Returning to the Harvard Classics

A few months ago, I bought an incomplete set of the Harvard Classics. This set of books includes 51 volumes and also has a second version The Harvard Classics of Fiction with an additional 20 volumes in that set. I was attracted to the set from the beginning knowing that most people who attend Harvard never touch any of these books. It is rare if anyone reads these days and even more rare if they pick up something regarded as a classic. The set was one volume away from being complete and I knew a place that was likely to have the missing link.
Lowry’s book store is outside of town in Three Rivers Michigan. Across the street is a brewery I like to visit once a month for their delicious beer and burger of the month. On a visit yesterday I rummaged through the shelves and continued to see complete sets of the five-foot stack, a nickname for the series, and eventually came to a place where random versions of sets were piled together and sold in individual volumes. Sitting in a pile, at the bottom of course, was volume 20, Dante’s Inferno. I am already familiar with this text, growing up catholic and hearing the story every year, Dante’s Inferno is nothing new to me but the set was complete. I could move ahead with reading the set and not worry about missing anything as it was intended on being read.
The set that I bought was the original 1909 publication of Dr Eliot’s five-foot shelf. Dr Eliot was the president of the University at the time and was challenged to put together the stack of books when he made claims that a liberal education could be attained by reading 15 minutes a day from certain books. Of course, the books had to be selected and a year later Eliot released his list and P. F. Collier and Son published the books selling 350,000 sets. Later the shelf of fiction would be added.
There is one other blog that has tackled the Harvard classics, Beer and Trembling completed 52 weeks of reading the classics in one year while also doing beer reviews at the same time. I don’t know how long this will take. I’m not sure I can keep up with the schedule of one week per book. Considering that some of them are longer like Wealth of Nations or The Voyage of the Beagle there will be larger gaps between entrees. Still, there are a few books that I have already read and while I will start this project with those books reading the rest of the series is a task that will take a good portion of my time.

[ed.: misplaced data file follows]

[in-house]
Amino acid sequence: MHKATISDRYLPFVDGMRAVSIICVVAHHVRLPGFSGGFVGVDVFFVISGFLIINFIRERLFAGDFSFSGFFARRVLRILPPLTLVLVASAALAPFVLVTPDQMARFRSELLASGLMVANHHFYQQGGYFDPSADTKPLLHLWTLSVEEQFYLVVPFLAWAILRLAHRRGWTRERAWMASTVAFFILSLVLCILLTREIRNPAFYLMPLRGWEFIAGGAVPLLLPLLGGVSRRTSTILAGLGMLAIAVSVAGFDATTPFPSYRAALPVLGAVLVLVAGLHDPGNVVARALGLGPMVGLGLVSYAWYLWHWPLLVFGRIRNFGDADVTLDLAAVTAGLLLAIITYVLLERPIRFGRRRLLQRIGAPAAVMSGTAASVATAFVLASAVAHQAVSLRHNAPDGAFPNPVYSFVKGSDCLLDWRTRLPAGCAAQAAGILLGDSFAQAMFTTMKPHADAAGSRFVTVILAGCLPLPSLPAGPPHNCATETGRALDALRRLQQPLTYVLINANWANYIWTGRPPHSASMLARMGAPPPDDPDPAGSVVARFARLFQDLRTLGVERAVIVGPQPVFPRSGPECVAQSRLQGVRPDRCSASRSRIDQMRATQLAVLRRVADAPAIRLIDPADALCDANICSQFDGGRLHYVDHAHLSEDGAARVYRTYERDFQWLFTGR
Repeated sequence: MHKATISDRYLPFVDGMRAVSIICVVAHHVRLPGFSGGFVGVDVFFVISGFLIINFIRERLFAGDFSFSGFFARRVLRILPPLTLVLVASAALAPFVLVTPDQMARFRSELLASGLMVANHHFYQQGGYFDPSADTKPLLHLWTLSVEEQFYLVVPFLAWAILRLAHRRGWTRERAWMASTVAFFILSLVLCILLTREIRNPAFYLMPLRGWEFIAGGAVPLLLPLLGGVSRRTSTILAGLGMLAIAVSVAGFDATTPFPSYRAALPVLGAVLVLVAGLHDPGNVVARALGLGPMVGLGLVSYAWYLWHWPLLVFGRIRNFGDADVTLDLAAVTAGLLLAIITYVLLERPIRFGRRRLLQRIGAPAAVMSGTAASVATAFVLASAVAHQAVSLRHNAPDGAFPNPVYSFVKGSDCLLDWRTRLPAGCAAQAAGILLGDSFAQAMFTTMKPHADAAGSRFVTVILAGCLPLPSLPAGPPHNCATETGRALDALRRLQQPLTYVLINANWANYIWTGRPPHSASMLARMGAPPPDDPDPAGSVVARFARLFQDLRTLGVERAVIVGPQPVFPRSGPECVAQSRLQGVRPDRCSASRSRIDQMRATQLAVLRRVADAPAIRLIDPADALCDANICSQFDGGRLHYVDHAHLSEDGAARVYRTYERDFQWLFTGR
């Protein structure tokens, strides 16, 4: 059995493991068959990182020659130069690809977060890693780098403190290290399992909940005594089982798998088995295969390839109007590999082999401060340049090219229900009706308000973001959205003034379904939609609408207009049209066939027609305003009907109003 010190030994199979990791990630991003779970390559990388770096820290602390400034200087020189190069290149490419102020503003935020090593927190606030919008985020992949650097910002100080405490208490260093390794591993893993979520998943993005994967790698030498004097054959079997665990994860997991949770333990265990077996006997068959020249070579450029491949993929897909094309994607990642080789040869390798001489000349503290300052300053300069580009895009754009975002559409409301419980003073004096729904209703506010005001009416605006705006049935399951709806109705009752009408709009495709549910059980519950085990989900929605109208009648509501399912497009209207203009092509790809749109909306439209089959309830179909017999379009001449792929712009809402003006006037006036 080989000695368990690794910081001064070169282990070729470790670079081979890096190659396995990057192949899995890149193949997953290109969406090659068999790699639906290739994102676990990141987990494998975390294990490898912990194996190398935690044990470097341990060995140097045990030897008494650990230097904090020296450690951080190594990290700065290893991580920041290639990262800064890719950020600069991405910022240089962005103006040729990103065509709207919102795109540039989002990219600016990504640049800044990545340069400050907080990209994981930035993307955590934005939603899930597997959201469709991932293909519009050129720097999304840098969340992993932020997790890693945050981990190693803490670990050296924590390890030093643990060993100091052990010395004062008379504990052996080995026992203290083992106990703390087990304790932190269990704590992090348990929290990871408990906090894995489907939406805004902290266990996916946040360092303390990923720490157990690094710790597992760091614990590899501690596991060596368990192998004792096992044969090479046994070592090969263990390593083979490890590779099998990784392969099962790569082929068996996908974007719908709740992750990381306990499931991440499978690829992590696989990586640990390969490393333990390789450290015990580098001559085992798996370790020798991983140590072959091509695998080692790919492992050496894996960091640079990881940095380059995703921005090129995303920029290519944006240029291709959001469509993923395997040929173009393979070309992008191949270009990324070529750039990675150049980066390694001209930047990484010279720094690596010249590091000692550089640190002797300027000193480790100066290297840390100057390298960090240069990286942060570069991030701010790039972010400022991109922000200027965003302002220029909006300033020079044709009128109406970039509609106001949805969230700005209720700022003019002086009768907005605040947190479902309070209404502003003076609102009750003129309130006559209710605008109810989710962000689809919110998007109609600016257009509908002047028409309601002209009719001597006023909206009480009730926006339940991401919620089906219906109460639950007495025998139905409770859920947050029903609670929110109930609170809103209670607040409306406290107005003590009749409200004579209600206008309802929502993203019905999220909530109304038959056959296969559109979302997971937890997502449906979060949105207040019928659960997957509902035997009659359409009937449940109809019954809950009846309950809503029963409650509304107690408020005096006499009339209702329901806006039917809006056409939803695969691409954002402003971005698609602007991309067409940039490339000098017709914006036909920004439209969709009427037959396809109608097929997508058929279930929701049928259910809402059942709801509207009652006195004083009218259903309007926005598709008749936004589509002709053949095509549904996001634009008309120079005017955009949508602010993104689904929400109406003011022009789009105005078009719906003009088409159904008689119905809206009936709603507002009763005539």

Why even bother with it? What is the point? There is a long list of writers that I admire and while I can go on and on about how their books have influenced everything from my life to writing style I have to admit that they all have one thing in common. They all grew up reading or studying the classics at one time or another. Sure, they read each other’s works but for a certain time period the only thing they had available were the classics that came before. When this list was created Hemingway wasn’t known, Fitzgerald wouldn’t be published for another ten years, Hunter S. Thompson read the previous writers but he also grew up reading the classics.
I don’t know how much this will change anything, if reading the classics will make me into a better person or change my views on life, but it is worth a shot and you don’t learn anything by not trying something new.

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